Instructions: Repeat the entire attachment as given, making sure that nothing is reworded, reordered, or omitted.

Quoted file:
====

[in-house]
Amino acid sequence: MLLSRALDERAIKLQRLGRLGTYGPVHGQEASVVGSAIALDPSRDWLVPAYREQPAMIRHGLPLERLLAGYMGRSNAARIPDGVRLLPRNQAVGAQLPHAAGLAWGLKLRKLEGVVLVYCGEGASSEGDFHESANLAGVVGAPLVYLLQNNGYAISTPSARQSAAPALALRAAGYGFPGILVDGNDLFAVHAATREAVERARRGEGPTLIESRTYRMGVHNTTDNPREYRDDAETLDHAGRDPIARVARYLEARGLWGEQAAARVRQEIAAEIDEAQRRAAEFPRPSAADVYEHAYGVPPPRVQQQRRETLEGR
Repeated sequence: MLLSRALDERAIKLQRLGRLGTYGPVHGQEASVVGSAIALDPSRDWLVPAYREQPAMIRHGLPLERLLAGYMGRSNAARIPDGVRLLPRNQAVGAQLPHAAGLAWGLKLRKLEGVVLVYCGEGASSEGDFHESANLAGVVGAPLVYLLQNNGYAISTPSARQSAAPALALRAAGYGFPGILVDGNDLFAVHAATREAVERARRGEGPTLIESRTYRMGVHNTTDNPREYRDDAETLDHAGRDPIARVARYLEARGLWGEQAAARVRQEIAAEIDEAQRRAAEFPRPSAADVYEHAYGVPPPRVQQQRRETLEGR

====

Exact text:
[in-house]
Amino acid sequence: MLLSRALDERAIKLQRLGRLGTYGPVHGQEASVVGSAIALDPSRDWLVPAYREQPAMIRHGLPLERLLAGYMGRSNAARIPDGVRLLPRNQAVGAQLPHAAGLAWGLKLRKLEGVVLVYCGEGASSEGDFHESANLAGVVGAPLVYLLQNNGYAISTPSARQSAAPALALRAAGYGFPGILVDGNDLFAVHAATREAVERARRGEGPTLIESRTYRMGVHNTTDNPREYRDDAETLDHAGRDPIARVARYLEARGLWGEQAAARVRQEIAAEIDEAQRRAAEFPRPSAADVYEHAYGVPPPRVQQQRRETLEGR
Repeated sequence: MLLSRALDERAIKLQRLGRLGTYGPVHGQEASVVGSAIALDPSRDWLVPAYREQPAMIRHGLPLERLLAGYMGRSNAARIPDGVRLLPRNQAVGAQLPHAAGLAWGLKLRKLEGVVLVYCGEGASSEGDFHESANLAGVVGAPLVYLLQNNGYAISTPSARQSAAPALALRAAGYGFPGILVDGNDLFAVHAATREAVERARRGEGPTLIESRTYRMGVHNTTDNPREYRDDAETLDHAGRDPIARVARYLEARGLWGEQAAARVRQEIAAEIDEAQRRAAEFPRPSAADVYEHAYGVPPPRVQQQRRETLEGR